days of being listed for sale. Assumption Church, along with the Sacred Heart buildings were not sold, even though the initial offer for the Sacred Heart buildings was $40,000 over the asking price of $80,000. At least three offers were made for the Sacred Heart building, but the diocese refused all offers. The initial demolition work has begun on the Sacred Heart buildings. Nesbella said that Monsignor John Sasway, assigned to OLOA parish at the time of the consolidation of the two Roman Catholic churches in Lilly, was not reassigned so another priest would oversee the school building demolition. He maintains that Sasway decided to leave the fate of the school building to the incoming priest, Fr. Kevin Queally. The diocese conducted a building study of St. Brigid’s School. Although Nesbella said he did not read the report, he said he was told that it would cost $1.2 million to bring the building up to code. “Everything was discussed by the finance and parish councils at meetings,” Nesbella said. “The bones of the building were good, but the interior, especially the old wood floors, suffered the lack of heat.”

SEE CHURCH, PAGE 4A

(814) 472-4110

28 Pages

Lilly Fire Carnival

Leah Buck and Angel Trexler spend time as friends while at the Lilly Fire Carnival June 26. Photo by Gina Bianucci.

Area libraries hold SummerQuest program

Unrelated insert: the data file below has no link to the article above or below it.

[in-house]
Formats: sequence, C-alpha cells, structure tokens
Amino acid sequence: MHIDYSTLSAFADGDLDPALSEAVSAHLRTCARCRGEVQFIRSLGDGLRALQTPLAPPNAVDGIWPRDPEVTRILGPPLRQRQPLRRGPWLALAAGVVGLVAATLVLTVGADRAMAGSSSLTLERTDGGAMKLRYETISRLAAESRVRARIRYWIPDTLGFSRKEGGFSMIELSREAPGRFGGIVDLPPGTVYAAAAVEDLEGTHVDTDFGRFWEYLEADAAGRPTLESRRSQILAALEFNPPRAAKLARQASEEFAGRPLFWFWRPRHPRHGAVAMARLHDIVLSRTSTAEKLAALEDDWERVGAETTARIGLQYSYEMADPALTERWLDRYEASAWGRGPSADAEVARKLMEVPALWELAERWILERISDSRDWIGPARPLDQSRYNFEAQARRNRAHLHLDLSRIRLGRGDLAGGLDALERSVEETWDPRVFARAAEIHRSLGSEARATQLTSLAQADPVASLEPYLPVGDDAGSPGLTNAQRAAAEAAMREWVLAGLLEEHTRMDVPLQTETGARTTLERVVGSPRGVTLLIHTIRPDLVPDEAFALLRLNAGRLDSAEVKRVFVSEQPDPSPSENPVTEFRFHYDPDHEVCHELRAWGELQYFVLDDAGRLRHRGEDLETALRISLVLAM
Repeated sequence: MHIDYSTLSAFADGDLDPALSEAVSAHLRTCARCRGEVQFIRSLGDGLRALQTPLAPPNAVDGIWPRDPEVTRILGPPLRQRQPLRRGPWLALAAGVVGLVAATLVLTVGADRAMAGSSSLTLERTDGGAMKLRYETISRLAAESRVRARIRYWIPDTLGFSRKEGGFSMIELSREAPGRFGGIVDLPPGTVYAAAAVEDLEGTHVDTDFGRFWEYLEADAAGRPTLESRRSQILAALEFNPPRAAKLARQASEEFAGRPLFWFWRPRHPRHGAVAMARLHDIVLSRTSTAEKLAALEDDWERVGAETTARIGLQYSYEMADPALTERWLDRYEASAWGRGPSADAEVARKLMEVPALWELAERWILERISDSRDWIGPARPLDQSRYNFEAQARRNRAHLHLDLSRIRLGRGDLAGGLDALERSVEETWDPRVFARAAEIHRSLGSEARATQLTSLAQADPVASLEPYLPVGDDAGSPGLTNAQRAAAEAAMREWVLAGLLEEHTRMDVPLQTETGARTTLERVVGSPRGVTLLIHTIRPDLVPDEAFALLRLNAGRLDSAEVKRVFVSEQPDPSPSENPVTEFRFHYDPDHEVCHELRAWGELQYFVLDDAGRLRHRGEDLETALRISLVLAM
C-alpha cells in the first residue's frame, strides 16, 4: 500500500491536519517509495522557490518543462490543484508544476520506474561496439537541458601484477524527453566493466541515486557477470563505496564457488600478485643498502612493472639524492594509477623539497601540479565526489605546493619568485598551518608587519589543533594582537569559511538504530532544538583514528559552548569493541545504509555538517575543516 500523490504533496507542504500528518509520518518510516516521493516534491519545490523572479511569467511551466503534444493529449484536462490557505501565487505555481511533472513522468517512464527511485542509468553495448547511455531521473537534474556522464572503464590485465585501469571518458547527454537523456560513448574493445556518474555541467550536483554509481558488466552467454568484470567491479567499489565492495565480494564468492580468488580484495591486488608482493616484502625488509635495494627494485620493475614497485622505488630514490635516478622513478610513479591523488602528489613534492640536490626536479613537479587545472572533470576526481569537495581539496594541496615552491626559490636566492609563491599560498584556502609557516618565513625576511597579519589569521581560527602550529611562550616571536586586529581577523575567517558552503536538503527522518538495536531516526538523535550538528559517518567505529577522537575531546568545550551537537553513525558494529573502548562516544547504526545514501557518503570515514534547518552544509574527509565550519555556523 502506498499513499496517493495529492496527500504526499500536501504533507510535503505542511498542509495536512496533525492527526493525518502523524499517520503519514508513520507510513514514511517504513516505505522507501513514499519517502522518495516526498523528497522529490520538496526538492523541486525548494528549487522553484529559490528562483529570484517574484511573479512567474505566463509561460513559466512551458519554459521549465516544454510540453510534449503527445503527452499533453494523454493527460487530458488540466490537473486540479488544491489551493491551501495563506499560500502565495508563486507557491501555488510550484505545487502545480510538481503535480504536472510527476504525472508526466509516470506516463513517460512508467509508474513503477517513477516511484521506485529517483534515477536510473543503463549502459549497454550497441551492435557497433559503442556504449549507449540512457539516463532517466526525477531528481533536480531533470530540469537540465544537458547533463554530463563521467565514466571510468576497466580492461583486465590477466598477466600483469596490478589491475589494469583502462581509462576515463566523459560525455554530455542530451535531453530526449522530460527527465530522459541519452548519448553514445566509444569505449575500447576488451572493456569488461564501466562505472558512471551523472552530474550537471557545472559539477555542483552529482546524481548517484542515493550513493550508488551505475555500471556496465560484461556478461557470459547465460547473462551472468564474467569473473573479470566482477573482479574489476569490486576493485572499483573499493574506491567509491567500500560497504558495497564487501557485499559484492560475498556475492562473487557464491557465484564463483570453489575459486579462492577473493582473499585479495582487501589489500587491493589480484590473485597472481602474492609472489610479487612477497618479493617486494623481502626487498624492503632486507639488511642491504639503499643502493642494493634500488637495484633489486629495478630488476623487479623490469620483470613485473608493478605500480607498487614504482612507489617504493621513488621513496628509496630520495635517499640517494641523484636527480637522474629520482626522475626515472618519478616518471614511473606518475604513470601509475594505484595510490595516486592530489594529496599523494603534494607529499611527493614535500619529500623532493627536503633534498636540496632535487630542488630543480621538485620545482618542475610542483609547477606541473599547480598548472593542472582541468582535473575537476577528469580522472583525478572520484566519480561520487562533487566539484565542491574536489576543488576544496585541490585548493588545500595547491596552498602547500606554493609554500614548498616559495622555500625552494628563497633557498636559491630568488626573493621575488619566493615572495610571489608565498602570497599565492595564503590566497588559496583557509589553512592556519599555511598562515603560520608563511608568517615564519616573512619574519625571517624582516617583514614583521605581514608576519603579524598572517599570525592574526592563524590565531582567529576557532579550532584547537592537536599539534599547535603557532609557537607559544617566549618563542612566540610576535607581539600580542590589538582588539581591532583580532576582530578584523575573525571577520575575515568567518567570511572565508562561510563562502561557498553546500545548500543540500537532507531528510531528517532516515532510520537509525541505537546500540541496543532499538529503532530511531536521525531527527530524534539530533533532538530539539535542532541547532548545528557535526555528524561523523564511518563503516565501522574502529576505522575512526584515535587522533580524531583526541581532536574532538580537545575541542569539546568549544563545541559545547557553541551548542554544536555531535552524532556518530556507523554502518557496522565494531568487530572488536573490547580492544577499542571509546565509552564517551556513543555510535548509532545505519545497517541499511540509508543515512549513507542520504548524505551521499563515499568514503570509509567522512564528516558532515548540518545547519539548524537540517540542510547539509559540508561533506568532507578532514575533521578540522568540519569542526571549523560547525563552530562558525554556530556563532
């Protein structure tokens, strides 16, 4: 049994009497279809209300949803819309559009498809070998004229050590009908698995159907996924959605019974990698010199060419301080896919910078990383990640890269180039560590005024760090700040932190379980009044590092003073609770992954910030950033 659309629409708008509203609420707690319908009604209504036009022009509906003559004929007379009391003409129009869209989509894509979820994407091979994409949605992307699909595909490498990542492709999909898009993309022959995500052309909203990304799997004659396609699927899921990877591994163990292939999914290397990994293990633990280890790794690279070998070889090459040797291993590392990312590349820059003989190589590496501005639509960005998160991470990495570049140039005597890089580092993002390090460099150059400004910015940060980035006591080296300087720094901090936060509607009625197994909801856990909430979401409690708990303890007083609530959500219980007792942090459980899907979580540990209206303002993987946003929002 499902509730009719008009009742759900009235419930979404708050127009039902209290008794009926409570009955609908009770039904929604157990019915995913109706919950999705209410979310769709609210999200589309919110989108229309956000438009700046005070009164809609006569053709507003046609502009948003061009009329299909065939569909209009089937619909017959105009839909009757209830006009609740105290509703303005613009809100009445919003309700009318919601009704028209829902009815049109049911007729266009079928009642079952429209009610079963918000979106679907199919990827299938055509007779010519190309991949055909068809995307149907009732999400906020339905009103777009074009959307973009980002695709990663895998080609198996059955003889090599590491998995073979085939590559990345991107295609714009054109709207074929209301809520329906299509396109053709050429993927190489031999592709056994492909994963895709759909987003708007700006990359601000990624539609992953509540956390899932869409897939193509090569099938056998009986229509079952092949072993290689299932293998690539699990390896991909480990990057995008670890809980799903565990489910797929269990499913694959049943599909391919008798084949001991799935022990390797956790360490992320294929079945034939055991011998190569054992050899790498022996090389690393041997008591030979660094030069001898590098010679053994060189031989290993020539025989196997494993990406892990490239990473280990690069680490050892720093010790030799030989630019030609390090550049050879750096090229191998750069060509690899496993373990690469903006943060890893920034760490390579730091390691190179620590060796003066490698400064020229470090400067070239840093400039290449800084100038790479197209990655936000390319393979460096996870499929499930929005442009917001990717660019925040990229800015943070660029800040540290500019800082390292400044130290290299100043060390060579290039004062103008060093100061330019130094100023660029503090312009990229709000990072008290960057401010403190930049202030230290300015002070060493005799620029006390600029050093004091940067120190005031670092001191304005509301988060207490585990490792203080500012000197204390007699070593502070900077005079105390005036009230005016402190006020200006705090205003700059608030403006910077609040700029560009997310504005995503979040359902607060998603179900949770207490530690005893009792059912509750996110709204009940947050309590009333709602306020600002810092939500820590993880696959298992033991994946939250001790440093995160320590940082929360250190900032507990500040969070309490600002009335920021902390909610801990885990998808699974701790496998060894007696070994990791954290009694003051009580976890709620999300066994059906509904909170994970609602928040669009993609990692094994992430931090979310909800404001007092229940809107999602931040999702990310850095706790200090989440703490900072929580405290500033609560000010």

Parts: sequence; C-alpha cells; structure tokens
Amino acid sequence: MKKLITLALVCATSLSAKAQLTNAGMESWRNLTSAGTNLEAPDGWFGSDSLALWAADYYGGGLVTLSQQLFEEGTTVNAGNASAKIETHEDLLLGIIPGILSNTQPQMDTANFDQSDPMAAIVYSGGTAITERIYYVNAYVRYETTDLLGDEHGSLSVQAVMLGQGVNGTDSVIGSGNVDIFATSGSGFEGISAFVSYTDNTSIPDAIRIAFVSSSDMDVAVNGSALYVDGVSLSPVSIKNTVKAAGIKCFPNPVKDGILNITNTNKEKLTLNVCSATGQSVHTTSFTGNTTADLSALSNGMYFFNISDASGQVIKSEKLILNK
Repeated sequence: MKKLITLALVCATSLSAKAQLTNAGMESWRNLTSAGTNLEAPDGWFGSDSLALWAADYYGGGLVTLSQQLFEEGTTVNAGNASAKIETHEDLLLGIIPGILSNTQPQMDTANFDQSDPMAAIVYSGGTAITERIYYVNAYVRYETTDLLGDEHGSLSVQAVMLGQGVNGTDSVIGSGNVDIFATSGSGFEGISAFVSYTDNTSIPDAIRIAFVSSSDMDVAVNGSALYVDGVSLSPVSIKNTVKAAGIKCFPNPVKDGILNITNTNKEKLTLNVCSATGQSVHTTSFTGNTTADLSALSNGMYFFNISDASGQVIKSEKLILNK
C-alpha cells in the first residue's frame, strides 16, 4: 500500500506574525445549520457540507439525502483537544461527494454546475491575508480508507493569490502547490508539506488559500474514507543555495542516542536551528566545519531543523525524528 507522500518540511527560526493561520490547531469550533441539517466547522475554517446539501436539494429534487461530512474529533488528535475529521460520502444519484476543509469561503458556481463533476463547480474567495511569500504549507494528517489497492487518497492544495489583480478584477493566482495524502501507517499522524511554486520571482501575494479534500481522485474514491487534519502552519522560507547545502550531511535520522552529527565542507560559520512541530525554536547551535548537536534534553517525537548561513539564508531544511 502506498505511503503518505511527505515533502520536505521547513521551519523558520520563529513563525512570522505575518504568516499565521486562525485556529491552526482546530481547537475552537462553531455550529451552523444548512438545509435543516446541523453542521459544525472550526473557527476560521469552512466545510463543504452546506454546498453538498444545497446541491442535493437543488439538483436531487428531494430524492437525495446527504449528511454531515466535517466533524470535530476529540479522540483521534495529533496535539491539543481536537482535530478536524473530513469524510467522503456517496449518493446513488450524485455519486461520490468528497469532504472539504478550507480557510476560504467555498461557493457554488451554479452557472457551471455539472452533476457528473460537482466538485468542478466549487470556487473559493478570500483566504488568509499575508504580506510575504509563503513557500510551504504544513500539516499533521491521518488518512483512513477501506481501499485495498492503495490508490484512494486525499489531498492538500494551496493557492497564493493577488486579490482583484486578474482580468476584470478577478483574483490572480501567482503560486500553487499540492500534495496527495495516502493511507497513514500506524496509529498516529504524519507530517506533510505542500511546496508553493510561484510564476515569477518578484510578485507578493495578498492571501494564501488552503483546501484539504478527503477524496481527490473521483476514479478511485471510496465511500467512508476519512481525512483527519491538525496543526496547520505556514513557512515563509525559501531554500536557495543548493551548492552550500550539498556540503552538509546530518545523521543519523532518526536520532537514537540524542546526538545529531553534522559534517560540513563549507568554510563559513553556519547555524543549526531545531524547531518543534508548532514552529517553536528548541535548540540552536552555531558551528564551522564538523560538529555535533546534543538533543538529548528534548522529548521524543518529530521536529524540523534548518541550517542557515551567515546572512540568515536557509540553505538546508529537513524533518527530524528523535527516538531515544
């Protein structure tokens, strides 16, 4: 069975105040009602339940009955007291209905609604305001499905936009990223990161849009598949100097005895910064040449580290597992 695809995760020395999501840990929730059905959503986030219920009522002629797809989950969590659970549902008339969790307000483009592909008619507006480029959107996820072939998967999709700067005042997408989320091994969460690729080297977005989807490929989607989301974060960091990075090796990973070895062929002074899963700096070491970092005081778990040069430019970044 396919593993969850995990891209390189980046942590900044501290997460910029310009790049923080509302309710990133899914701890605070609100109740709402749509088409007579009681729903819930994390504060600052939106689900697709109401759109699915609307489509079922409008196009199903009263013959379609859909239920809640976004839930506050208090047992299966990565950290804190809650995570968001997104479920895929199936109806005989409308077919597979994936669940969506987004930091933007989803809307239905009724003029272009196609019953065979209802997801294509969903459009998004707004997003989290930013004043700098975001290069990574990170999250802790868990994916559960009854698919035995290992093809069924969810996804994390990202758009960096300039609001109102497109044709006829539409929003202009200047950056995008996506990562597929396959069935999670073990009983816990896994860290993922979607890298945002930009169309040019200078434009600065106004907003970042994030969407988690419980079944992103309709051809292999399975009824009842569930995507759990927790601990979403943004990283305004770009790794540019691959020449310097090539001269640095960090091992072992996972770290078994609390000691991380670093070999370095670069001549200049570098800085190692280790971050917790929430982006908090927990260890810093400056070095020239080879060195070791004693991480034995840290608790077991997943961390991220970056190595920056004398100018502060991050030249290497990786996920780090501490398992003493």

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Having fun

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Newsstand Price 75¢

By Gina Bianucci

Jeff, Connor, Benjamin and Jessica Pacsai have fun at the Lilly Fire Carnival June 26. Photo by Gina Bianucci.

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Now that it’s officially summer, the public libraries in Cresson, Gallitzin and Lilly are holding their SummerQuest program throughout June and July for children. Cresson Public Library (CPL) started their program in June. CPL recently hosted Lanika Ruzhitskaya, a St. Francis University professor, who spoke about the planets. She will present again July 11. Pastor Matthew Williams is also scheduled to speak to the children July 3.

Smiles

CPL will also have a book sale and story hours during the summer. Story hours are every Tuesday and Wednesday at 11:30 a.m. and Saturdays at 10:30 a.m. CPL hopes to start a Lego Club for children toward the end of summer. “Everyone loves Legos, and kids could play with them or build simple machines with them,” Courtney Sable, CPL director said. Gallitzin Public Library’s (GPL) program started July 2 and will SEE LIBRARIES, PAGE 4A

Alan, Mary, Clara and Sarah Dubreucq stop to look at the train at the Lilly Fire Carnival June 26. Photo by Gina Bianucci.